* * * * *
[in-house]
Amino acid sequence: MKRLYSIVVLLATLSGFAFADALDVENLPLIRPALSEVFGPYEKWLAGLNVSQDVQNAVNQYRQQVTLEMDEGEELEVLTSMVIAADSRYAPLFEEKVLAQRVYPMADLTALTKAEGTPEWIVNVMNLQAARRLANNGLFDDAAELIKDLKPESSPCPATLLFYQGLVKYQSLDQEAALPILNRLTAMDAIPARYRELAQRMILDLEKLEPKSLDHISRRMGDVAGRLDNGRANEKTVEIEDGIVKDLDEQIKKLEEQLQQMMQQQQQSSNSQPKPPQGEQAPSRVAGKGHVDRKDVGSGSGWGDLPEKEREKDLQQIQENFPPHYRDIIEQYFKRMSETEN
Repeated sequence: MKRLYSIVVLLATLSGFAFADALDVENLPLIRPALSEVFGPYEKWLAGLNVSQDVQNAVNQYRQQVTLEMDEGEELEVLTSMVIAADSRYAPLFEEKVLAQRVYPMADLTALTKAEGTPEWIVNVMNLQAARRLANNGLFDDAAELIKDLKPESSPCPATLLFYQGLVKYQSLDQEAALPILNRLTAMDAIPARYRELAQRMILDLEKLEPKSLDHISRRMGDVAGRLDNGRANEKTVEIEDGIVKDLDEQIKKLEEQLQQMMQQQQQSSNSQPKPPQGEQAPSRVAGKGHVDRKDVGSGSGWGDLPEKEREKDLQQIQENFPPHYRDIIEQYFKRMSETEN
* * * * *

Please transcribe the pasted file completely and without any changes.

[in-house]
Amino acid sequence: MKRLYSIVVLLATLSGFAFADALDVENLPLIRPALSEVFGPYEKWLAGLNVSQDVQNAVNQYRQQVTLEMDEGEELEVLTSMVIAADSRYAPLFEEKVLAQRVYPMADLTALTKAEGTPEWIVNVMNLQAARRLANNGLFDDAAELIKDLKPESSPCPATLLFYQGLVKYQSLDQEAALPILNRLTAMDAIPARYRELAQRMILDLEKLEPKSLDHISRRMGDVAGRLDNGRANEKTVEIEDGIVKDLDEQIKKLEEQLQQMMQQQQQSSNSQPKPPQGEQAPSRVAGKGHVDRKDVGSGSGWGDLPEKEREKDLQQIQENFPPHYRDIIEQYFKRMSETEN
Repeated sequence: MKRLYSIVVLLATLSGFAFADALDVENLPLIRPALSEVFGPYEKWLAGLNVSQDVQNAVNQYRQQVTLEMDEGEELEVLTSMVIAADSRYAPLFEEKVLAQRVYPMADLTALTKAEGTPEWIVNVMNLQAARRLANNGLFDDAAELIKDLKPESSPCPATLLFYQGLVKYQSLDQEAALPILNRLTAMDAIPARYRELAQRMILDLEKLEPKSLDHISRRMGDVAGRLDNGRANEKTVEIEDGIVKDLDEQIKKLEEQLQQMMQQQQQSSNSQPKPPQGEQAPSRVAGKGHVDRKDVGSGSGWGDLPEKEREKDLQQIQENFPPHYRDIIEQYFKRMSETEN